It seems Marco Polo had bumped into a few rhinos on his travels. It’s doubtful that these animals had anything to do with the unicorn myth. They are so unlike the graceful horse type creature we imagine a unicorn to be. A great deal of truth altering and creative blindness would have to be employed to turn a rhino in the classic unicorn. In the world of Harry Potter (the most recent representation of unicorns in popular culture) they are seen as pure, glowing white angel of a horse, with a noble spiraled horn and silver blood. Drinking the blood of a unicorn will prolong ones life, but it brings curse upon them (according to Hagrid). The only indication that a rhino may be the source of the myth, lies with the fact that a rhinoceros’ horn has an interesting property- it reacts with alkaloids by turning a different color .A majority of the medieval poisons were made from alkaloids (naturally occurring chemical compound which have a nitrogen containing base), which coincides with the myth that unicorn horns change color when a poison in placed within them.


As of last Wednesday (the 11th June 2008), a fresh idea has literally been born, regarding how unicorns came about. A deer with a single horn in the centre of its forehead was spotted in a nature preserve in Tuscany, Italy, much to the surprise of well..everyone. Previously, deer with one horn have been born but usually with the horn to either side of the head. The single horn is believed to be the result of a mutation, a genetic anomaly which occurred in just this deer (name Roe Deer) and not his twin i.e. it was not an inherited mutation, just one which arises as a “once-off” of sorts. A deer is a much more likely candidate to inspire a unicorn myth, being as it is like a smaller, graceful horse. If other single-horned deer were spotted back in the Middle-Ages, there’s no doubt they would have been named a unicorn and the shy, nervous and quick-to-bolt, nature of deer (when approached by humans) would have definitely fit the bill. As for Roe Deer, many have flocked to the nature preserve to catch a sight of him, but he is hard to coax into the limelight. Maybe it’s time to send in the virgin maidens?



Top 5 Sci-Fi Films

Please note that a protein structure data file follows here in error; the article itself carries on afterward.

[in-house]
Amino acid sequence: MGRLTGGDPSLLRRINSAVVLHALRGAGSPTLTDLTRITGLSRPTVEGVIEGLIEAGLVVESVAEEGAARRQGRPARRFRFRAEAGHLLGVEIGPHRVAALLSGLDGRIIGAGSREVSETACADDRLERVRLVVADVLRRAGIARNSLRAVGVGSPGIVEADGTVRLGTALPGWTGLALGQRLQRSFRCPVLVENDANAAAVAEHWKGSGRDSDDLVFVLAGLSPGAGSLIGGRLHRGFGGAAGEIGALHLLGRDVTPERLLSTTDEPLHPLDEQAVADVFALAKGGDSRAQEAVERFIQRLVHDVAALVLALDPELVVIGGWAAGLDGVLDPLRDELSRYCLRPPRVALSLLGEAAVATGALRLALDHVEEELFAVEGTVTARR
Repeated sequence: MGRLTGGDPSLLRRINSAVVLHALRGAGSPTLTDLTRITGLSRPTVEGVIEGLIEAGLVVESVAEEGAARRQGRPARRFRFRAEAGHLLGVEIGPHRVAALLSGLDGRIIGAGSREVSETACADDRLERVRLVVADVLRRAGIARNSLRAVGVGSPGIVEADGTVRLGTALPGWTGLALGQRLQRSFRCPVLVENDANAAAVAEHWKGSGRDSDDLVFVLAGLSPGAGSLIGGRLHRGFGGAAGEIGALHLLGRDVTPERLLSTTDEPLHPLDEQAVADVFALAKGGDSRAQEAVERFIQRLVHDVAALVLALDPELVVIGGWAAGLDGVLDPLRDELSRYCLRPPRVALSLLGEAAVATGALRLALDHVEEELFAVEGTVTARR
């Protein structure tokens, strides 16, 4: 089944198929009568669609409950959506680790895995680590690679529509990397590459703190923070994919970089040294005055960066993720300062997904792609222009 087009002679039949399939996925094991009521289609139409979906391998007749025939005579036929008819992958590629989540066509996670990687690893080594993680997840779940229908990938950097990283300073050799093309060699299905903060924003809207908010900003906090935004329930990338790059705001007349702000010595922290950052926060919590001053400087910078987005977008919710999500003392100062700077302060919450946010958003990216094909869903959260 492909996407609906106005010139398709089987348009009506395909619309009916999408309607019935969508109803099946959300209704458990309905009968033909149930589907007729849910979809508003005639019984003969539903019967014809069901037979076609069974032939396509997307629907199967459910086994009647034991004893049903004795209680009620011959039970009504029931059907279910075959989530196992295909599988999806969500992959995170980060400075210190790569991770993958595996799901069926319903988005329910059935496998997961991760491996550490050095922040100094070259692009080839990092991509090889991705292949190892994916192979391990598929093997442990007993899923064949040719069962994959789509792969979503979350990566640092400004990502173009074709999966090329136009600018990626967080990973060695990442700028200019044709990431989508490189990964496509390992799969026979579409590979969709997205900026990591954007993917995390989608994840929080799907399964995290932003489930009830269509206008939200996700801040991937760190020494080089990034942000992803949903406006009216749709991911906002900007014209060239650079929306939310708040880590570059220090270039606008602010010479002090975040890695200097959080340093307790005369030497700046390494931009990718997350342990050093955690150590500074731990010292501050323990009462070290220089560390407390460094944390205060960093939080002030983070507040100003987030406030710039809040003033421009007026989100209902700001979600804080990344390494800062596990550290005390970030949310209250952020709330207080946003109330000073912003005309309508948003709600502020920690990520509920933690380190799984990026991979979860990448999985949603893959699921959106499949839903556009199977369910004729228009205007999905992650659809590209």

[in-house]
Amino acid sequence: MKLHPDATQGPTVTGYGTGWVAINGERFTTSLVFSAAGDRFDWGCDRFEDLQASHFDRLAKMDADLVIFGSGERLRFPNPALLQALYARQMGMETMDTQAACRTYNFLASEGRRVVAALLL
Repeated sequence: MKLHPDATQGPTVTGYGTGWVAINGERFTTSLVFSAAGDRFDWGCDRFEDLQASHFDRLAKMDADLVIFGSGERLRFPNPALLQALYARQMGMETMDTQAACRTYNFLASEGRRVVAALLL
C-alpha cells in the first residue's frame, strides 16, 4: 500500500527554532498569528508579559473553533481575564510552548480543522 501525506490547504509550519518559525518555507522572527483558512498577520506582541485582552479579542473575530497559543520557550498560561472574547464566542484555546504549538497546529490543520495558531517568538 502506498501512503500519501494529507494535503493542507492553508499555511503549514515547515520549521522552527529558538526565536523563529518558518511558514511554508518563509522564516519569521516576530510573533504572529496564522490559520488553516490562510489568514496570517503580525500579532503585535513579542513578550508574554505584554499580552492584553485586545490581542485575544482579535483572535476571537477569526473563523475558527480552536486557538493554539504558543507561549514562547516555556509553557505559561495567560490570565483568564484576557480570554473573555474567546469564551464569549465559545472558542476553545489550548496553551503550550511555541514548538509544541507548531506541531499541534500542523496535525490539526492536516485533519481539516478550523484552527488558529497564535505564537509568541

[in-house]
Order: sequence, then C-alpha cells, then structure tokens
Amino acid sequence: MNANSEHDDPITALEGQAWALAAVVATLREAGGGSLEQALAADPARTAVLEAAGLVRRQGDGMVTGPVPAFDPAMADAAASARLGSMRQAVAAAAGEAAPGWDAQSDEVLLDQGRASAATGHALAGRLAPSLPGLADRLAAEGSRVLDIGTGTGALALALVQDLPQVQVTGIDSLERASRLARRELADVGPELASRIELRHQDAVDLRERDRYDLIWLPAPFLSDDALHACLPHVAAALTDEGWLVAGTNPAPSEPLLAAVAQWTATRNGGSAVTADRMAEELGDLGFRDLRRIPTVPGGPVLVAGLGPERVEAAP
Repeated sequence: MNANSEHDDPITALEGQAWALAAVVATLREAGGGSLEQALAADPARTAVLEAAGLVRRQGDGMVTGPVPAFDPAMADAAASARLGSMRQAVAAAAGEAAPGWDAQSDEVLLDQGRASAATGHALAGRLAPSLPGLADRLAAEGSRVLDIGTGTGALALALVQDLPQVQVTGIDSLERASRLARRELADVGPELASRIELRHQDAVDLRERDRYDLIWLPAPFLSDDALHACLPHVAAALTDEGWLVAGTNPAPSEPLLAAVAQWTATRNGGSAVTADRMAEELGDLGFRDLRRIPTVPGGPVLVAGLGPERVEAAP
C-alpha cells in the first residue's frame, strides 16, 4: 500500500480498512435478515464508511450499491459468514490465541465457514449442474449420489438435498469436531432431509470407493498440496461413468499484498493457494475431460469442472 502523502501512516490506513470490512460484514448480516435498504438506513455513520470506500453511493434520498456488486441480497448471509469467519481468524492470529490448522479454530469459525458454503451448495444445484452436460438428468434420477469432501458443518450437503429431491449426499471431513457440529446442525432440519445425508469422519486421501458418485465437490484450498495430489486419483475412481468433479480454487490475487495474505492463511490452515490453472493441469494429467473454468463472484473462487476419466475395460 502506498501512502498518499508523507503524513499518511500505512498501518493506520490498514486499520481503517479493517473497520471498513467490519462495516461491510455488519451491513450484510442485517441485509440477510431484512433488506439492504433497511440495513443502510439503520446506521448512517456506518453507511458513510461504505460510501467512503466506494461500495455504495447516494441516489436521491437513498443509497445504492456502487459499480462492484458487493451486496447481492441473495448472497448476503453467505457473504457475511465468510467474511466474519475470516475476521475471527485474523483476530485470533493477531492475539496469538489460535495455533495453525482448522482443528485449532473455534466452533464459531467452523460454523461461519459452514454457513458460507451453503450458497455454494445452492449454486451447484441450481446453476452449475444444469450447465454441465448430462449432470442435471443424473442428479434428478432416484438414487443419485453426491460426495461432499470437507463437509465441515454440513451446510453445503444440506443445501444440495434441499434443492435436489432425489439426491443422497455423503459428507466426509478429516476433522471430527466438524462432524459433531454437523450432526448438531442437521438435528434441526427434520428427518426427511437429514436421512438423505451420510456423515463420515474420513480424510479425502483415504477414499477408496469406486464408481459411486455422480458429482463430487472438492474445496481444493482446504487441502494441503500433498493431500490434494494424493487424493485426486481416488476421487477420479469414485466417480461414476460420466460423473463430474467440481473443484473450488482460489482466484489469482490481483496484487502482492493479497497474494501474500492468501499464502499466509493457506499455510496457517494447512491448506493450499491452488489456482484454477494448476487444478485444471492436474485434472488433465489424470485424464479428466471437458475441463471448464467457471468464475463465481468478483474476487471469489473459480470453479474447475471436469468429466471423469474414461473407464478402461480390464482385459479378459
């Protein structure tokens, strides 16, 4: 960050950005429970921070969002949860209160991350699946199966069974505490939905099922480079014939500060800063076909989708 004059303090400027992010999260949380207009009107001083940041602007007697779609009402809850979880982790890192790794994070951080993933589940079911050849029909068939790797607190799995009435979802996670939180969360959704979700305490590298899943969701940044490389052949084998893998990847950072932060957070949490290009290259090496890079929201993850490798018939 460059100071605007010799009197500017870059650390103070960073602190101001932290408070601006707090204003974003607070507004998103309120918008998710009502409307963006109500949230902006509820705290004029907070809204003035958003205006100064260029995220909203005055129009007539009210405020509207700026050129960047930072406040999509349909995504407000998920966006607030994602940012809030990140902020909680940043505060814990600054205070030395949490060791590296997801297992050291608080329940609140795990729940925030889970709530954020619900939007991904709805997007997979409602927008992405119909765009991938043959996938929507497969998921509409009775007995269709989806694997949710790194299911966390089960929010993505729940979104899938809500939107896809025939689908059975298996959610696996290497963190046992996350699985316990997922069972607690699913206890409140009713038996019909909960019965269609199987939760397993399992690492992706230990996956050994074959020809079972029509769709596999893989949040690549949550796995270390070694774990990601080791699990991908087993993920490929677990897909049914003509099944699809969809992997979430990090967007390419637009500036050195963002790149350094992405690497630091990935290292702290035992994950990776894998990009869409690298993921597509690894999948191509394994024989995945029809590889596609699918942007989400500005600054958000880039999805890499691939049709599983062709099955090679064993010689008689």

Posted in -Sci-Fi Films/Series/Books, THE RABBIT HOLE: with tags , , , , , , , on June 8, 2008 by redshiftblue

1.BLADE RUNNER: This dystopian vision of the future is by far the most favoured when it comes to sci-fi films, but Ridley Scott is the king when it comes to sending the eerie chill into our bones. Darkened alleyways, perpetual rain, and oily Chinese takeaways – it almost sounds like a typical Friday night out in Ireland but it is, in fact, the setting for Scott’s film, in which the Blade Runner (Ford) must tackle a bunch of resilient (not to mention philosophical..”tears in the rain”? What a line!) replicants.

2.GATTACA: This has a special place in my heart because it’s the only film which adequately explores the whole arena of genetic screening/designer off-spring. It is a sad, quiet ode to the nature of humanity, the strengths and weaknesses we acquire at birth and those we harbour in our soul. There is the resilient hope of one man, Vincent, who has never expected anything (as he is deemed inferior by his genes). And then there is the consuming despair of Jerome, a man who has lost everything as a result of an unforseen accident. It sounds a bit true-drama esque, but believe me its really not all that clichéd.

3.THE FIFTH ELEMENT: Luc Besson’s film is garnished with crazy costumes and features a disgruntled but amusing Bruce Willis. It’s a future I’d happily live in. Things to enjoy are Gary Oldman’s transparent half-plastic cap and Leeloo’s excellent fight scene intercut with the Diva’s operatic performance.

4.ClOSE ENCOUNTERS OF THE THIRD KIND: After watching this, who hasn’t wished they could build such a monumental structure out of mere mashed potato? For me this is the film which really captures the unsettling thrill of discovering possible alien life. It’s the classic concept, full of memorable images, from the alien spacecraft to the shadowy hints of the aliens themselves. And who can forget that tune?

5.SUNSHINE: It received one hell of a mixed reaction but after watching it all I felt was an odd sense of awe at the craziness of the universe. We all know the sun is going to burn out some day, so I commend Danny Boyle for imaging how we’d solve the problem -with a giant bomb, that’s how! The film may steal aplenty from 2001: A Space Odyssey and numerous other sci-fi films, but it puts it all together nicely. Sometimes it’s good to fly so close to the sun (of copycatting) and not get completely burned.

So there’s my top 5. Many omissions but no concessions. Any additions you’d make?

Wolverine- A Frog Prince?

Posted in -Science News, UNDER THE APPLE TREE: with tags , , , on June 7, 2008 by redshiftblue

Havard biologists led by David Blackburn have discovered that Wolverine was not the only creature capable of extruding convenient claws from his body. A frog species, Trichobatrachus robustus has been observed to produce bony structures which burst from its skin in response to an outside threat. It seems that the end of the claw is attached to muscle so that a contraction of the muscle causes it to push through the frogs skin.

The mechanism cannot be understood fully, since Blackburn and his team have only studied dead specimens. The researchers, who work in the University’s Museum of Comparative Zoology, speculate that the claws (which are entirely bone and not coated by the usual keratin layer), would retract upon relaxation of the muscles. Like the famous X-Man himself, one would hope that the wounds produced by the claws can heal after retraction. In fact, tissue regeneration does not seem all that unlikely, considering it has already been observed in other amphibians such as salamanders.

In addition to this strange defence mechanism, the frogs also sport a hairy exterior during breeding times.


The hairs are actually a mix of skin and arteries sprouting from the skin, possibly in order to increase surface area available for oxygen update. Or who knows, maybe it’s just that the ladies love the hirsute look. God knows it worked for Sean Connery…